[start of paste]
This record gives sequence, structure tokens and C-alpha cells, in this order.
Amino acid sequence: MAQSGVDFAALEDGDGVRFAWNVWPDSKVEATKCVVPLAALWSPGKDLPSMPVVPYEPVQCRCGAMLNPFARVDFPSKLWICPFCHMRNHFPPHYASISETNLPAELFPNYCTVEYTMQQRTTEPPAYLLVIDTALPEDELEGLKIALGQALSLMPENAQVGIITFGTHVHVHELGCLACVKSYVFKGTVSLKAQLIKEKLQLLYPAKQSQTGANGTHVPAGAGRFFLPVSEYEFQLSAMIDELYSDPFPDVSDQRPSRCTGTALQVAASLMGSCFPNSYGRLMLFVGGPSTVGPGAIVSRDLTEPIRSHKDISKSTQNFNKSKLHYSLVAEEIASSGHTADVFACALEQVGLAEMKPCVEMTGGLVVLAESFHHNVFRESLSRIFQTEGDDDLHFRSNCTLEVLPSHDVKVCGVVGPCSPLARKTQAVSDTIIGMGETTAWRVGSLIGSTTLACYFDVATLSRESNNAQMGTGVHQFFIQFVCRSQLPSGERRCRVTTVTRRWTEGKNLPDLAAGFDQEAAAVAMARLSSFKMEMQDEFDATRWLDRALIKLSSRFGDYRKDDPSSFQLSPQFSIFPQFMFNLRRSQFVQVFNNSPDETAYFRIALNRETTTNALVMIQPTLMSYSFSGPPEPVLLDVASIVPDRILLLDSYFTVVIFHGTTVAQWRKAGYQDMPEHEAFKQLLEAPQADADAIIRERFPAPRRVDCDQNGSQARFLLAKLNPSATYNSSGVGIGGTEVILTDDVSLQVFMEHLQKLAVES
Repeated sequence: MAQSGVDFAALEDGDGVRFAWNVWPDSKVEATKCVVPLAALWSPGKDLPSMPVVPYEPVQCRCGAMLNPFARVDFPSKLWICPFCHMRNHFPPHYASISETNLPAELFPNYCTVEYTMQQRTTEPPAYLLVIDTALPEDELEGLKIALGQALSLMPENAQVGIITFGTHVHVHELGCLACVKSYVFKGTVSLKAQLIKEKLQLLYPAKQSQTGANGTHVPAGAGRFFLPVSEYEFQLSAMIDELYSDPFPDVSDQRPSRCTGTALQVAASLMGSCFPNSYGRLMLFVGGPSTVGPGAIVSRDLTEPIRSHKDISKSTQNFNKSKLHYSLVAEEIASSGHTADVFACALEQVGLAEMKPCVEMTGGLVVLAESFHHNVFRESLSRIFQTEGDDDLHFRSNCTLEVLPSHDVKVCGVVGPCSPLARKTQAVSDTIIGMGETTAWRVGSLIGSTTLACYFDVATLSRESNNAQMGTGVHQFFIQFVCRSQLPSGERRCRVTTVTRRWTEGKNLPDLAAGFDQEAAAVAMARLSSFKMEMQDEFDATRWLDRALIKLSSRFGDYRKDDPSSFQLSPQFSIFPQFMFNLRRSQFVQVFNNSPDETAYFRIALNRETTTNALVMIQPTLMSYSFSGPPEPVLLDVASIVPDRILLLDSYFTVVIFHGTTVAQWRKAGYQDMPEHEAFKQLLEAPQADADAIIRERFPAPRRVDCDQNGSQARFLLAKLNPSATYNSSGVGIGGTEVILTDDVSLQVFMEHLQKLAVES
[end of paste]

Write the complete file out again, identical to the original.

This record gives sequence, structure tokens and C-alpha cells, in this order.
Amino acid sequence: MAQSGVDFAALEDGDGVRFAWNVWPDSKVEATKCVVPLAALWSPGKDLPSMPVVPYEPVQCRCGAMLNPFARVDFPSKLWICPFCHMRNHFPPHYASISETNLPAELFPNYCTVEYTMQQRTTEPPAYLLVIDTALPEDELEGLKIALGQALSLMPENAQVGIITFGTHVHVHELGCLACVKSYVFKGTVSLKAQLIKEKLQLLYPAKQSQTGANGTHVPAGAGRFFLPVSEYEFQLSAMIDELYSDPFPDVSDQRPSRCTGTALQVAASLMGSCFPNSYGRLMLFVGGPSTVGPGAIVSRDLTEPIRSHKDISKSTQNFNKSKLHYSLVAEEIASSGHTADVFACALEQVGLAEMKPCVEMTGGLVVLAESFHHNVFRESLSRIFQTEGDDDLHFRSNCTLEVLPSHDVKVCGVVGPCSPLARKTQAVSDTIIGMGETTAWRVGSLIGSTTLACYFDVATLSRESNNAQMGTGVHQFFIQFVCRSQLPSGERRCRVTTVTRRWTEGKNLPDLAAGFDQEAAAVAMARLSSFKMEMQDEFDATRWLDRALIKLSSRFGDYRKDDPSSFQLSPQFSIFPQFMFNLRRSQFVQVFNNSPDETAYFRIALNRETTTNALVMIQPTLMSYSFSGPPEPVLLDVASIVPDRILLLDSYFTVVIFHGTTVAQWRKAGYQDMPEHEAFKQLLEAPQADADAIIRERFPAPRRVDCDQNGSQARFLLAKLNPSATYNSSGVGIGGTEVILTDDVSLQVFMEHLQKLAVES
Repeated sequence: MAQSGVDFAALEDGDGVRFAWNVWPDSKVEATKCVVPLAALWSPGKDLPSMPVVPYEPVQCRCGAMLNPFARVDFPSKLWICPFCHMRNHFPPHYASISETNLPAELFPNYCTVEYTMQQRTTEPPAYLLVIDTALPEDELEGLKIALGQALSLMPENAQVGIITFGTHVHVHELGCLACVKSYVFKGTVSLKAQLIKEKLQLLYPAKQSQTGANGTHVPAGAGRFFLPVSEYEFQLSAMIDELYSDPFPDVSDQRPSRCTGTALQVAASLMGSCFPNSYGRLMLFVGGPSTVGPGAIVSRDLTEPIRSHKDISKSTQNFNKSKLHYSLVAEEIASSGHTADVFACALEQVGLAEMKPCVEMTGGLVVLAESFHHNVFRESLSRIFQTEGDDDLHFRSNCTLEVLPSHDVKVCGVVGPCSPLARKTQAVSDTIIGMGETTAWRVGSLIGSTTLACYFDVATLSRESNNAQMGTGVHQFFIQFVCRSQLPSGERRCRVTTVTRRWTEGKNLPDLAAGFDQEAAAVAMARLSSFKMEMQDEFDATRWLDRALIKLSSRFGDYRKDDPSSFQLSPQFSIFPQFMFNLRRSQFVQVFNNSPDETAYFRIALNRETTTNALVMIQPTLMSYSFSGPPEPVLLDVASIVPDRILLLDSYFTVVIFHGTTVAQWRKAGYQDMPEHEAFKQLLEAPQADADAIIRERFPAPRRVDCDQNGSQARFLLAKLNPSATYNSSGVGIGGTEVILTDDVSLQVFMEHLQKLAVES